New pictures from Springfield Park restoration project

New pictures have been released showing the £4m project to improve Springfield Park as it nears completion. 

The project will see the historic Springfield House restored, a large new community and events space and workspace created in the park’s old stable block, a new park playground and improved landscaping around the park. 

With around three months left of the project, the Mayor of Hackney visited with project architect Malcolm McGregor from PRS Architects, officers from the Council’s parks and leisure service, and main contractor Borras Construction. 

Grade II listed Springfield House is undergoing a full restoration as part of the project, with floors, doors, and walls restored to their 19th Century glory. 

A new brick-built extension will house the cafe’s kitchen, toilets and new public toilets for the park. 

In the yard, the house’s former stable block is being converted into new workspace, and a new community and event space is being built partly from reclaimed brick. 

The space has been designed in cooperation with local people, and is suitable for all types of ceremonies and celebrations, including for the local Charedi community. 

Within the new building, there is a ceremony space and a large event space, which can also be partitioned into three smaller rooms. 

Any income from these buildings will then be reinvested back into maintaining the park.

The restoration project is funded by a £3.3m grant from the National Lottery Heritage Fund, £20,000 from the Historic Houses Foundation, £250,000 from the London Marathon Charitable Trust and £725,000 from Hackney Council.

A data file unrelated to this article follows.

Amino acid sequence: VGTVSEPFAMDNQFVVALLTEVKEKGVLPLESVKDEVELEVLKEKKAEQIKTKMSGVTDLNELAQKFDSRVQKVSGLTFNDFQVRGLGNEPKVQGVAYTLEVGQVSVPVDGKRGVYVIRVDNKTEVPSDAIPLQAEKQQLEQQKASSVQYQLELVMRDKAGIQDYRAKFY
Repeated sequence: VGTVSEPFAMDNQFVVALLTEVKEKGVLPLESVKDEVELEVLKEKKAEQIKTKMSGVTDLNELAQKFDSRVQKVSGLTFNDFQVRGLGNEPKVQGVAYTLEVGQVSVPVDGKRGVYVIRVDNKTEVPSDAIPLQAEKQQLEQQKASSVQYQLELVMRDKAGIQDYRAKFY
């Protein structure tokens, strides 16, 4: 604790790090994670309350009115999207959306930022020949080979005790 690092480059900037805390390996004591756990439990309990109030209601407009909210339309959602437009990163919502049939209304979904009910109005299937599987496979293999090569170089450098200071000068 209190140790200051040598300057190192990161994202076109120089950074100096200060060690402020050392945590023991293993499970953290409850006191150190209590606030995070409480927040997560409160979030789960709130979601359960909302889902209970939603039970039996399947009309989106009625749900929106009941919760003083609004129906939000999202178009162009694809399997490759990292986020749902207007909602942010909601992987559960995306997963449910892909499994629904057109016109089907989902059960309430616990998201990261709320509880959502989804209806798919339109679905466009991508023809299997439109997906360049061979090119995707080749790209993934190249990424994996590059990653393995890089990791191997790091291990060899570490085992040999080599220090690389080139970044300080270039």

Springfield Park officially opened as a public park in 1905, and was formed from the grounds of three private houses, including Springfield House, which remains today. It is one of the borough’s 27 Green Flag parks and green spaces.

More information can be found at

Delivering genuinely affordable housing will be put at risk by Government proposals to reform the planning system, Hackney Council warns ministers

The Mayor of Hackney has hit out at Government planning reform proposals, which risks allowing developers to deliver fewer genuinely affordable homes, in a letter to the Secretary of State for Housing, Communities and Local Government.

In the letter to the Government, the Mayor has expressed strong opposition to the planning proposals, warning that they are undemocratic, removing local control and accountability and hindering the Councils’ ability to deliver genuinely affordable housing; a view that is shared across London and wider Local Government.

The Government claims the Planning for the Future White Paper will simplify the national planning system in order to speed up the process and significantly boost the delivery of new homes, but the Council has raised concerns about a number of the proposals that would risk the delivery of genuinely affordable homes and community participation in the Planning process, including;

  • The Government’s new First Home product will be defined as affordable housing, despite First Homes not technically being affordable. They are effectively market houses that will be sold at 70% of the market value. Put simply they are a form of subsidised, discounted market housing, in no way genuinely affordable and reheat of the discredited Starter Homes programme. 
  • The proposals state that the first 25% of all new affordable housing must come in the form of First Homes. Only once those have been delivered will we be able to seek our genuinely affordable homes. This effectively prices local residents out of their local housing market and will weaken Hackney’s ability to deliver council and social housing. 
  • Proposals that Local Planning Authorities and registered providers pay developers, up-front, to deliver new affordable homes on site. There is very little detail as to how the Government sees this working and forces Councils to take all the risk up front by paying for these homes in advance and without the ability to properly shape and design these homes.